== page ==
Politics & Government

Charlotte city manager’s extension includes $25,000 bonus for working 3 months

Charlotte Mayor Jennifer Roberts defended her decision to have City Council vote Monday on a new temporary contract for City Manager Ron Carlee without informing the public first by placing it on the agenda.
Charlotte Mayor Jennifer Roberts defended her decision to have City Council vote Monday on a new temporary contract for City Manager Ron Carlee without informing the public first by placing it on the agenda.

Charlotte Mayor Jennifer Roberts defended her decision to have the City Council vote Monday on a new temporary contract for City Manager Ron Carlee without informing the public first by placing it on the agenda.

Toward the end of Monday’s council meeting, Roberts announced the city had an agreement to keep Carlee through the budget season this spring and possibly longer. She then asked that council members approve the deal, which they did in a 10-2 vote.

The new contract increases Carlee’s pay significantly. His base salary jumps by 25 percent, and his total compensation increases by more than 20 percent.

The agreement also gives Carlee a bonus payment of $25,000 if he stays through June 30.

In all, Carlee’s new deal calls for him to be paid $112,810 in total compensation for working in April, May and June.

His old contract – which expires March 31 – would have paid him $72,498 for working three months.

When the City Council approves new compensation for the manager and attorney, the city has usually placed the item on an agenda. That allows for greater scrutiny of any decision.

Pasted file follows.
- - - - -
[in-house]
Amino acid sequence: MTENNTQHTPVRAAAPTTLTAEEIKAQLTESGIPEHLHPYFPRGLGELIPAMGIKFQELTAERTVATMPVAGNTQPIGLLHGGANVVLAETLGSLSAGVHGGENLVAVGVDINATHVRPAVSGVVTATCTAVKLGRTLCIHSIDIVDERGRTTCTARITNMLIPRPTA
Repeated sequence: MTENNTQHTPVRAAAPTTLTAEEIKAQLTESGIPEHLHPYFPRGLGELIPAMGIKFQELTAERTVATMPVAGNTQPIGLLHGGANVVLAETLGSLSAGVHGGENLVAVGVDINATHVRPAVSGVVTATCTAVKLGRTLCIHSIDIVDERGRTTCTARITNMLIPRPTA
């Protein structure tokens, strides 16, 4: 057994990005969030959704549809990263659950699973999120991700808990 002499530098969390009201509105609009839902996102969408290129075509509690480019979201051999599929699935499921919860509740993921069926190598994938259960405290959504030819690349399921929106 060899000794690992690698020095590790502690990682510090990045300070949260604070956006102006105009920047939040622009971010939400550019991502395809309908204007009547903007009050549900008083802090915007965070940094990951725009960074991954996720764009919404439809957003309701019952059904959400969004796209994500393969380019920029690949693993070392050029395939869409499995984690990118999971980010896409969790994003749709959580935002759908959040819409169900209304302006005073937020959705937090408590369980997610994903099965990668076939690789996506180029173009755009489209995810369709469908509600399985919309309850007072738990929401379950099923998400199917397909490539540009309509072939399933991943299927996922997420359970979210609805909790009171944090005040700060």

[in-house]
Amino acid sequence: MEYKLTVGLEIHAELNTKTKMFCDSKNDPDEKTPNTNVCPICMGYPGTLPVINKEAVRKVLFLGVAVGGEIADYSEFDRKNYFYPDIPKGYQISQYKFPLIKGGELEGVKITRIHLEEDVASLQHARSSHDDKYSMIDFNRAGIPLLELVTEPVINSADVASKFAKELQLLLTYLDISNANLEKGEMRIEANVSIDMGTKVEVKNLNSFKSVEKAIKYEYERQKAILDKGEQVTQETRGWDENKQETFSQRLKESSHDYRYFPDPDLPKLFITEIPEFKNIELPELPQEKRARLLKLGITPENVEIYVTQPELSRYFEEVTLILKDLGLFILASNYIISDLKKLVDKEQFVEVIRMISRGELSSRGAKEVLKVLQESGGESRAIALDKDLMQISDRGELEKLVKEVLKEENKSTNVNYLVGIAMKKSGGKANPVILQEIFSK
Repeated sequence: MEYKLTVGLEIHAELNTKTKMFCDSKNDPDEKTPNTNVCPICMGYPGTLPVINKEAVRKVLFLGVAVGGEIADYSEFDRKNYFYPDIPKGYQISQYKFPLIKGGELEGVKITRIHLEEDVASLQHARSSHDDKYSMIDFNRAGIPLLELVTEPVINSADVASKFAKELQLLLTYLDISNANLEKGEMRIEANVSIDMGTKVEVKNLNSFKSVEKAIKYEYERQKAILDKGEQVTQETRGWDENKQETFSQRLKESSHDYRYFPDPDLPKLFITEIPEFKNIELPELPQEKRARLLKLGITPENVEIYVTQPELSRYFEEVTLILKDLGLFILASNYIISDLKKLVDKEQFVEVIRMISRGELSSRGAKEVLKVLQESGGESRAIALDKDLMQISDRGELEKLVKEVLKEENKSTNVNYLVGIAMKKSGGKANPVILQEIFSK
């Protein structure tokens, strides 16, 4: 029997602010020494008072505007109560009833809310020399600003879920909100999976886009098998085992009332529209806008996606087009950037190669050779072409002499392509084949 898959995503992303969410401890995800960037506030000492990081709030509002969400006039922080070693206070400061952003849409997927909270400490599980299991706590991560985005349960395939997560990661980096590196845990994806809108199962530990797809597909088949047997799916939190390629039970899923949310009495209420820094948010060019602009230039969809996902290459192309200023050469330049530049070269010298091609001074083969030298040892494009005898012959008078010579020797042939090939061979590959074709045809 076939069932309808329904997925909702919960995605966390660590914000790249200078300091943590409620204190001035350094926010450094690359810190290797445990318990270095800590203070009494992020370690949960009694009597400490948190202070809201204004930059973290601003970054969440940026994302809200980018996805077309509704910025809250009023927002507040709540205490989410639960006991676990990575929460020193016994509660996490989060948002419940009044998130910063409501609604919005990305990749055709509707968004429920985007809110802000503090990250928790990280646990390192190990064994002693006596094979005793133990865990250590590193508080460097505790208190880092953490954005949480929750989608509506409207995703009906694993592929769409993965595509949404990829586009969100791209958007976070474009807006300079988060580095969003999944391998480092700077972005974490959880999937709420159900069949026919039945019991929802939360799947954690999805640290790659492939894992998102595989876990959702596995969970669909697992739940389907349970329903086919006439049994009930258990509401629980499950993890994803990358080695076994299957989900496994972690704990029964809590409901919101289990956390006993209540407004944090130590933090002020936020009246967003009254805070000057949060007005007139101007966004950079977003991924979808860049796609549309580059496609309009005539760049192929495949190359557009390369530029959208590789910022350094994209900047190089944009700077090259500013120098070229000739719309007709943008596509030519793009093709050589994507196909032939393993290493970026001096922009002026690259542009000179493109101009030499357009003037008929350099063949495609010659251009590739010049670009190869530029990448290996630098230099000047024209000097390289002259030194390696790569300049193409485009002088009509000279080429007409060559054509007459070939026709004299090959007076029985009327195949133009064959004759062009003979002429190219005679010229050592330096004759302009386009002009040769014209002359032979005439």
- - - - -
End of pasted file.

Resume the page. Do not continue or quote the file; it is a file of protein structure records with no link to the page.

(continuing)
When asked about her decision Wednesday, Roberts said she couldn’t comment because “it’s a personnel matter.”

The council could have voted on the contract at three meetings that have been scheduled before March 31, when Carlee’s contract expires.

Roberts said Wednesday that it was important to let staff know as soon as possible that Carlee would remain as manager for three months, in order to give city employees stability.

The city, however, had announced two weeks ago that a tentative decision had been reached to keep Carlee temporarily.

When he came to Charlotte in April 2013, Carlee signed a three-year contract.

As the contract drew to a close, council members were divided on whether Carlee should be given a new deal. Facing an uncertain future, Carlee told council members Feb. 24 that he would not seek a new extension.

Since then, the council decided it would make sense for the manager to remain on the job, at least until a new budget is passed.

But the city then found itself in an unusual situation of paying Carlee more money to stay, even though council members had previously been divided on whether the manager should stay at all.

“We wanted to show we valued his experience,” Roberts said.

She also said she believes he is underpaid, compared with managers at similar-sized cities.

It’s possible Carlee could remain manager past June 30. The new contract makes Carlee an “at-will” employee, meaning he would remain manager until he steps down or the council terminates him.

Republican Kenny Smith and Democrat Claire Fallon voted against the contract Monday. Both said they didn’t think the extra money was justified.

Steve Harrison: 704-358-5160, @Sharrison_Obs

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